Siblings Hilary, Thomas and Billy have been thrown together after a long estrangement to plan their mother’s funeral. For Thomas and Billy, the prospect of being back in their childhood home is far from ideal. Even more unsettling is their sister, who has developed a few disturbing attachments to dolls, preserves, and pebbles underfoot. For Hilary, the sight of her brothers is a sign of hope and a new life. As they argue over the funeral arrangements, Hilary, Billy, and Thomas struggle to contain their secret hopes, desires, fears, and shame. Witty and insightful, What We All Want shows just how beautiful and tragic family can be.
In the gallery of eccentric novels, this new work from Michelle Berry holds a determined place. A quick and compelling read, What We All Want is a quirky exploration of the bizarre condiments of family life, and how death brings together the different pieces of one family puzzle in a strange rearrangement of that institutions terrible failures.
Berry's attention to average people is what makes her novel so good . What We All Want is an endearing and amusing novel that is bizarre while remaining credible.
This book has all the makings of a Peter Sellers movie with a little angst thrown in for good measure. This book is a good read that delivers more than unremittingly grim social commentary. Its cynicism is infused with hope; social realism butts up against the grotesque, making the fiction vital and playful.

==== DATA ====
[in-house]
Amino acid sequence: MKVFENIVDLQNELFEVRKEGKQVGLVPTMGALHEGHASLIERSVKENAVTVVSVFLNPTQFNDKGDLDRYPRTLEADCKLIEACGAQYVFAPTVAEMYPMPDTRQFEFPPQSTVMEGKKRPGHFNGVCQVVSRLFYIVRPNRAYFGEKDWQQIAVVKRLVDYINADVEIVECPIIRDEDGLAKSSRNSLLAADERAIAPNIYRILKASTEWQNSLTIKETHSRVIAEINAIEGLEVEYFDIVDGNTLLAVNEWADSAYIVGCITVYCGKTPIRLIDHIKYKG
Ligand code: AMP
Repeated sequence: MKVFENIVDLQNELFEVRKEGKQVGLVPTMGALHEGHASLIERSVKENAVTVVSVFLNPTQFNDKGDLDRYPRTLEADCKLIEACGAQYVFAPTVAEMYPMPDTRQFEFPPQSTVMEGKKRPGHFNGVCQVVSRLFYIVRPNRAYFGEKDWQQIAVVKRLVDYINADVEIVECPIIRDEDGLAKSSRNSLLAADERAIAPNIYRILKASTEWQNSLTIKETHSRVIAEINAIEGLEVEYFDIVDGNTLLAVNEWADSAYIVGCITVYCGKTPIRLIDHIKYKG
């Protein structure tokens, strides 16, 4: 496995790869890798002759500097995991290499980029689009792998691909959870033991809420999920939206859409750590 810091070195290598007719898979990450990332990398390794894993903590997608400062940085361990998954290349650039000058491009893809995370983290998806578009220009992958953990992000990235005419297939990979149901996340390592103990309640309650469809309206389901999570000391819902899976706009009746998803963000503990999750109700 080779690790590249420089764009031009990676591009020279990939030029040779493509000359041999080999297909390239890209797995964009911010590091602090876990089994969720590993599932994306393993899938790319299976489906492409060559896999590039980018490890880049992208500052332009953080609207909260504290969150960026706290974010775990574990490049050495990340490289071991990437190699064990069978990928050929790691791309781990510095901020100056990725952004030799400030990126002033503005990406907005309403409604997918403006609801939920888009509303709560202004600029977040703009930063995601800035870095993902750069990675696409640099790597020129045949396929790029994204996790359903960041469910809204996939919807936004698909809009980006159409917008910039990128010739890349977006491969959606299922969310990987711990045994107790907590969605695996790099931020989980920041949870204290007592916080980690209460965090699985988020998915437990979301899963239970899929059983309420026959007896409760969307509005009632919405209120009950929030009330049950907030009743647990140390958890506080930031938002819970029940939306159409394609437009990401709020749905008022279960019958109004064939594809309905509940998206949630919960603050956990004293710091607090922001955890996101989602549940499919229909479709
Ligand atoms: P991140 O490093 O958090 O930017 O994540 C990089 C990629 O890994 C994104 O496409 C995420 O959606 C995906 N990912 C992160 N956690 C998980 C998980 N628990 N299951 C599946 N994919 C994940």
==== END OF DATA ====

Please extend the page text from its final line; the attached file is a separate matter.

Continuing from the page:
In the end, What We All Want is a satisfying portrait of a family, a town, a society in crisis. What we want is for the Mounts to succeed, to live good lives. The same things we want for ourselves and our own brothers and sisters and daughter and sons.
Berry is a writer of disciplined restraint, one who always seems as though shes about to speak the unspeakable before she rears back, keeping things on this side of the credible, the recognizable. In the end, against all odds, she achieves a fine balance.
Andrew Pyper, Quill and Quire
[A] crafty piece of writing Berry uses a spare and direct style to convey her characters dilemmas. And she has a way of letting the situation speak for itself, without cluttering things up with intricate or adjective-heavy wordplay. This is a really good first novel.
Susan Cole, NOW weekly
Turnstone Press acknowledges the support of the Canada Council for the Arts, the Manitoba Arts Council, the Government of Canada, and the Province of Manitoba through Manitoba Sport, Culture and Heritage.